(Bloomberg View) -- We have just learned that the median salary of employees at Amazon.com Inc. is $28,446, excluding its chief executive officer and founder, Jeff Bezos. That pitiful number raises an intriguing question: Is Amazon a high-paying tech company or a low-wage retailer?
The pay figure, which was disclosed for the first time in Amazon’s annual proxy statement, reflects the large number of low-paid retail and warehouse employees who work for the company. The proxy also disclosed that Bezos was paid $1.68 million, making the ratio of what Bezos was paid and the median pay 59-to-1.
What does that ratio tell us? Really, not very much. Bezos, according to the proxy, had a salary of $81,840 in 2017. The rest was in the form of perks, much of it for "security arrangements" and travel. But Bezos's pay, which seems rather modest when stacked up against the obscene earnings of many other corporate chiefs, is almost irrelevant. That's because Bezos is the world’s wealthiest person, with a fortune now estimated at about $129 billion (depending upon the price for Amazon's stock).
So that ratio, although accurate, means next to nothing. If you really want to understand the gap between CEO and worker, consider instead the ratio between the net worth of the boss and his employees: I did, and it's beyond measure. Seriously, 100 billion-to-1 is not an outlandish estimate.
Here's how I came up with that ratio. Let's begin with the very realistic assumption that the median net worth of all of those thousands of Amazon warehouse serfs is -- like that of the rest of hand-to-mouth America -- somewhere between negative and a little more than zero. As the Intercept reported, Amazon’s warehouse workers are among the top 20 recipients of food stamps. These people are borderline impoverished, and the only way they make ends meet is by turning to government subsidies.
How did this happen?
The main culprit, of course, is market forces: stagnant wages, globalization, the China shock, automation and the rise of software. These created conditions that Bezos skillfully took advantage of.
The company’s expansion into so many corners of the economy offers a partial explanation as well. Some of the company's business lines are clearly pure tech: its Amazon Web Services cloud business; the streaming audio, video and content services; the devices group creating gadgets like Echo, Firestick and Kindle; its platform to allow third parties to sell goods and now services to consumers, with Amazon taking a slice off the top. All of these leverage the technology infrastructure Bezos & Co. built to service online consumers.
But the company’s first and still dominant business is selling physical products and then shipping them to consumers. Although this business relies critically on technology and logistics, it wouldn't exist without a huge physical footprint made up of warehouses and distribution centers much like those of any large retailer. The company's presence in the brick-and-mortar retail industry only got bigger when it bought Whole Foods Market Inc. last year for $13.7 billion.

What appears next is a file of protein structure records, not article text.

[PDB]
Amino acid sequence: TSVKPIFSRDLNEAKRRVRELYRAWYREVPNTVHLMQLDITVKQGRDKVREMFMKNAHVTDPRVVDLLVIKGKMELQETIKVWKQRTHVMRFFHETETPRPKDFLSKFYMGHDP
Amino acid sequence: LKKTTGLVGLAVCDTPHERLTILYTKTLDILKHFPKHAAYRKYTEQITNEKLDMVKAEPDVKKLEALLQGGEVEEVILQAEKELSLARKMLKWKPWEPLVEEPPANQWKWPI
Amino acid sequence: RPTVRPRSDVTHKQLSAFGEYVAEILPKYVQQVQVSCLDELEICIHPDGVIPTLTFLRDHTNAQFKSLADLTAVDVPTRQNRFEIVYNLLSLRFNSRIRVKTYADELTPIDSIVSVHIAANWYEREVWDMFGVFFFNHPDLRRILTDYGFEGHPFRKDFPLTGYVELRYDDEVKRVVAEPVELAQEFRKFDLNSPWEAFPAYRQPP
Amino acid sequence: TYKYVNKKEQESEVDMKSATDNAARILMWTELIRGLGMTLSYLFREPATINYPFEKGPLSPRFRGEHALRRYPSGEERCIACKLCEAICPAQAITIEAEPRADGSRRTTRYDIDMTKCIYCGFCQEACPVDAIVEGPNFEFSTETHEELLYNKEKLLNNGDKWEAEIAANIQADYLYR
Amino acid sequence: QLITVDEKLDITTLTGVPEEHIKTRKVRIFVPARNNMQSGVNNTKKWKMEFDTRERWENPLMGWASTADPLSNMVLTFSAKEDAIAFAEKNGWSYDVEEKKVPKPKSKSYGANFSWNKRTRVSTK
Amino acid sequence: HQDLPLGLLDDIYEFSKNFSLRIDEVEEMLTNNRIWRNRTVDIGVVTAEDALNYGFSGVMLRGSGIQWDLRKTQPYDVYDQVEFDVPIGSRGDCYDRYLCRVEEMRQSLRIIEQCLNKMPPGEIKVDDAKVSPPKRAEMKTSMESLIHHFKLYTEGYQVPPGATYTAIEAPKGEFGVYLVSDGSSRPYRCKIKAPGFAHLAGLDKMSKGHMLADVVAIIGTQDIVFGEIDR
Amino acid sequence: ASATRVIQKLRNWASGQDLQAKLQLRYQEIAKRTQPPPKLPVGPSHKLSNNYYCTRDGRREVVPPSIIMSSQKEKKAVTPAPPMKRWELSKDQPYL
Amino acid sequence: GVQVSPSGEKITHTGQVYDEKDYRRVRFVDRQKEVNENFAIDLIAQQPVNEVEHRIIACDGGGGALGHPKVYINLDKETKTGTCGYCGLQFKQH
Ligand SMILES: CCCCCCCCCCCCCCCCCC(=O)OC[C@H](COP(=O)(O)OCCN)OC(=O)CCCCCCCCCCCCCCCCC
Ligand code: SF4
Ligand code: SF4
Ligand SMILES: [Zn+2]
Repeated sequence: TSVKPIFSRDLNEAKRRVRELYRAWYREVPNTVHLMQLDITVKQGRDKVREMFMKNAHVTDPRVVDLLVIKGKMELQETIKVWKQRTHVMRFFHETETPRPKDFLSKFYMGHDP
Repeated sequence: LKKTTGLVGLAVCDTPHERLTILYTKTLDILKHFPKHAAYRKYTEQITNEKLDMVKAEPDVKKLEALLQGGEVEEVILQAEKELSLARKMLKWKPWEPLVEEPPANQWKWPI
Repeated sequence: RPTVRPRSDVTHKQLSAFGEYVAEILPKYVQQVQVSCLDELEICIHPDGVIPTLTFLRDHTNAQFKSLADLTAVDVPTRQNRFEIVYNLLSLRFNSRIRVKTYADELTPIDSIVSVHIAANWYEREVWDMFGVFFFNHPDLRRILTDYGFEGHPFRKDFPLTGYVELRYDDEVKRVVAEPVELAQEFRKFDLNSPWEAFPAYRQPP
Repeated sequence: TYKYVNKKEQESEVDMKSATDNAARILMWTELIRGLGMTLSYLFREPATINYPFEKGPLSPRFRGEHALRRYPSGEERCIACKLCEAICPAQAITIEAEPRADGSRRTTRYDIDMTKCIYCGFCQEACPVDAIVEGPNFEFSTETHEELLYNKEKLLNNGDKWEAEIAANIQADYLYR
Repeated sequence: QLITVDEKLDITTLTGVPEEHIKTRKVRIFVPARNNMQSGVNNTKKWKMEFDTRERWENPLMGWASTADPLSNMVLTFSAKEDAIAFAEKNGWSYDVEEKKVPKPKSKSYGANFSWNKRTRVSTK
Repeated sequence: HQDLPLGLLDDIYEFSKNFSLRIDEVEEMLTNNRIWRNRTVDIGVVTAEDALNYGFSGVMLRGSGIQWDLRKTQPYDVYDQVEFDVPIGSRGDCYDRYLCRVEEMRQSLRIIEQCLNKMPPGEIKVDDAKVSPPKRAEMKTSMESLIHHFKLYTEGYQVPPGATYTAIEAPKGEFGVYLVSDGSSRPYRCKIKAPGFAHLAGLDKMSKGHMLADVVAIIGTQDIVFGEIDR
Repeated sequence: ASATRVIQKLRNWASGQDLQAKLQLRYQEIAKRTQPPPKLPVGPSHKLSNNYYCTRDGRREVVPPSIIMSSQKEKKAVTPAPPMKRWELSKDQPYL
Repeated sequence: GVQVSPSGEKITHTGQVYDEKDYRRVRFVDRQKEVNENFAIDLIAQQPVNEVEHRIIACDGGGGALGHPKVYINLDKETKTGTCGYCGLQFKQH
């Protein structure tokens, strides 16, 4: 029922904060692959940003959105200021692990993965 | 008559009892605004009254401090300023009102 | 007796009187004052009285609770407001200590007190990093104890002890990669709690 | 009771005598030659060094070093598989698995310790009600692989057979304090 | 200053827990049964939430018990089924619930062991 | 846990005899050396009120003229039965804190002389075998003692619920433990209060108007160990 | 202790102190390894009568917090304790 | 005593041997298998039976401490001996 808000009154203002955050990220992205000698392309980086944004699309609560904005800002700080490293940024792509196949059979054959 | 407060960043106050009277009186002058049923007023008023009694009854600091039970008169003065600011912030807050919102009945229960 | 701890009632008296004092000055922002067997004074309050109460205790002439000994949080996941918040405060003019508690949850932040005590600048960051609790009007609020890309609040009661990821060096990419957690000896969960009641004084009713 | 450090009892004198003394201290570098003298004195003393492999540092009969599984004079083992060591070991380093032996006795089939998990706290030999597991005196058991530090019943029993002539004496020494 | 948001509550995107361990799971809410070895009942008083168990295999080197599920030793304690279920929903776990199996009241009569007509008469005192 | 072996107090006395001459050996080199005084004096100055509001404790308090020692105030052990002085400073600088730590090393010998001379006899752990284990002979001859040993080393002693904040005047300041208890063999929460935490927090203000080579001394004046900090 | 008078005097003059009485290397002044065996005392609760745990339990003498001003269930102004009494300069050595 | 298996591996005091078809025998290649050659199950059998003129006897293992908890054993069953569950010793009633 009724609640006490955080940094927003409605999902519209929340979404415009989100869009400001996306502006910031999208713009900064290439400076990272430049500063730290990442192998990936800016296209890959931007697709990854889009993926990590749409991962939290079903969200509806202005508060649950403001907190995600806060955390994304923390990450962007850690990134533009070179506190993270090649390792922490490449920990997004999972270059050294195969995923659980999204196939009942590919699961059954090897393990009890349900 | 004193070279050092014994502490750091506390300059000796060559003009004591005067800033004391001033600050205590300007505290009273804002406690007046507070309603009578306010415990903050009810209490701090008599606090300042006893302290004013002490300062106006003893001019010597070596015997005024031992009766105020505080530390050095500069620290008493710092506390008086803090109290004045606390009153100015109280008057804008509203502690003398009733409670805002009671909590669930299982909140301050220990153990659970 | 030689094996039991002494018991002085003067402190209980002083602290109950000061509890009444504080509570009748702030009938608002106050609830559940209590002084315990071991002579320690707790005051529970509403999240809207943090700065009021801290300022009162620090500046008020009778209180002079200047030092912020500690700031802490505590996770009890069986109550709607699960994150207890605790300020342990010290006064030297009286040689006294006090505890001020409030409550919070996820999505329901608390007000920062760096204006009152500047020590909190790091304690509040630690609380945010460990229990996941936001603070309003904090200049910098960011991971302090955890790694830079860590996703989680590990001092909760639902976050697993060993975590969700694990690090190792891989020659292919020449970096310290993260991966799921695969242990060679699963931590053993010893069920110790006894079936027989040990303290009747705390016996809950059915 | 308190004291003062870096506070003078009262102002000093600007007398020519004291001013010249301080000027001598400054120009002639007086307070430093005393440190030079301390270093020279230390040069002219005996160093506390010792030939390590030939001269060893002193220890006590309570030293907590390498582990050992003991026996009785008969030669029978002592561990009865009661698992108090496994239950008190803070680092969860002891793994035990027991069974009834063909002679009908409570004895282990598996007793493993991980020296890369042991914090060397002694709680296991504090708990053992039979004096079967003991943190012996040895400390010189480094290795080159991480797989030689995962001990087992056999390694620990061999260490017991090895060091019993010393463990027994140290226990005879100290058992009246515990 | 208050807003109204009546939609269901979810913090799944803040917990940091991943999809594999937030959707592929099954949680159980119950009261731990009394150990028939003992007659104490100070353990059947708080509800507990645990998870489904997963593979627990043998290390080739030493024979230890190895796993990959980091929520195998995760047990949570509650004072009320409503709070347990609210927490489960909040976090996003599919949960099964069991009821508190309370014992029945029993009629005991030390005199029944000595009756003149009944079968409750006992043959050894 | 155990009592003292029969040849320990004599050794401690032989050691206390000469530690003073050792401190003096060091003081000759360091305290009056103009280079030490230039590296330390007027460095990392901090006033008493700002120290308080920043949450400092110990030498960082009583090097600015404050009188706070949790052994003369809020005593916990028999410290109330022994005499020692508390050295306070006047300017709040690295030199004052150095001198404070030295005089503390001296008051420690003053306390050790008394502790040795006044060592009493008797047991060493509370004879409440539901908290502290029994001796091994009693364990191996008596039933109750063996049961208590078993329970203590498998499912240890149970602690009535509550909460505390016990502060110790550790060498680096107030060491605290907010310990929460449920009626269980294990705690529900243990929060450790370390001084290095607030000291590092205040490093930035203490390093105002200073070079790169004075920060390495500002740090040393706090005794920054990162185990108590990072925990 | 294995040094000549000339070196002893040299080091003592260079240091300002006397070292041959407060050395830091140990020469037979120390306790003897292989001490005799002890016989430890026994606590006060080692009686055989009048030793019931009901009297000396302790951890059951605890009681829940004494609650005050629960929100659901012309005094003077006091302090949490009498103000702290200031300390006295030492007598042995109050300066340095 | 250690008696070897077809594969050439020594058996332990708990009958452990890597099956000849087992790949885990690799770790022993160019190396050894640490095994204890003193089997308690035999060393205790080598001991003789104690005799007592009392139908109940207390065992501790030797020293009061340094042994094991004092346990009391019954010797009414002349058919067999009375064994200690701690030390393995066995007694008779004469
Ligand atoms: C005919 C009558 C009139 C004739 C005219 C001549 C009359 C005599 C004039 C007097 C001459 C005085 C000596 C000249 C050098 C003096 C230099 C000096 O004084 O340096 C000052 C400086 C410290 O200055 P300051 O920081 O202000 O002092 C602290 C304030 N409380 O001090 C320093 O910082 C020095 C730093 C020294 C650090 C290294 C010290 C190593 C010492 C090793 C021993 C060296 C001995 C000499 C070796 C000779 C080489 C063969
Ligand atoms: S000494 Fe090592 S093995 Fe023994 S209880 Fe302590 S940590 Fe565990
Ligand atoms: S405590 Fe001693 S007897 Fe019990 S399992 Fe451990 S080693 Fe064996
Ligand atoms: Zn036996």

To operate in what I like to call the meatspace of warehouses and supermarkets and shipping and physical stores requires hundreds of thousands of employees. These are not highly paid coders, engineers and product managers, but instead are stock clerks and cashiers and drivers. Last year, Amazon passed 500,000 employees (it now has about 566,000, according to data compiled by Bloomberg). Compare that with Alphabet Inc.'s (Google) 80,000 as of the end of 2017, Apple Inc.'s 100,000 and Facebook. Inc.'s 25,000.
The pay scale is vastly different as well, mainly because of the kind of employees each company has.
Apple’s average salary, according to data research firm Paysa, was $100,733. That includes lots of retail workers at Apple’s stores (though obviously not the low-paid workers at contractors like Taiwan-based FoxConn Technology Co., which do a lot of the assembly work on Apple's products). At Google, which has no retail workers, the average employee salary is $190,854. At Facebook the average is $203,894.
As we can see, Amazon is a tech outlier. Its investors have given it a pass for generating little or no net income during much of the 21 years since it went public. The same isn't true of its big tech peers, all of whom are enormously profitable. I wonder how much longer customers like me will continue to look the other way.
This column does not necessarily reflect the opinion of the editorial board or Bloomberg LP and its owners.
Barry Ritholtz is a Bloomberg View columnist. He founded Ritholtz Wealth Management and was chief executive and director of equity research at FusionIQ, a quantitative research firm. He blogs at the Big Picture and is the author of “Bailout Nation: How Greed and Easy Money Corrupted Wall Street and Shook the World Economy.”
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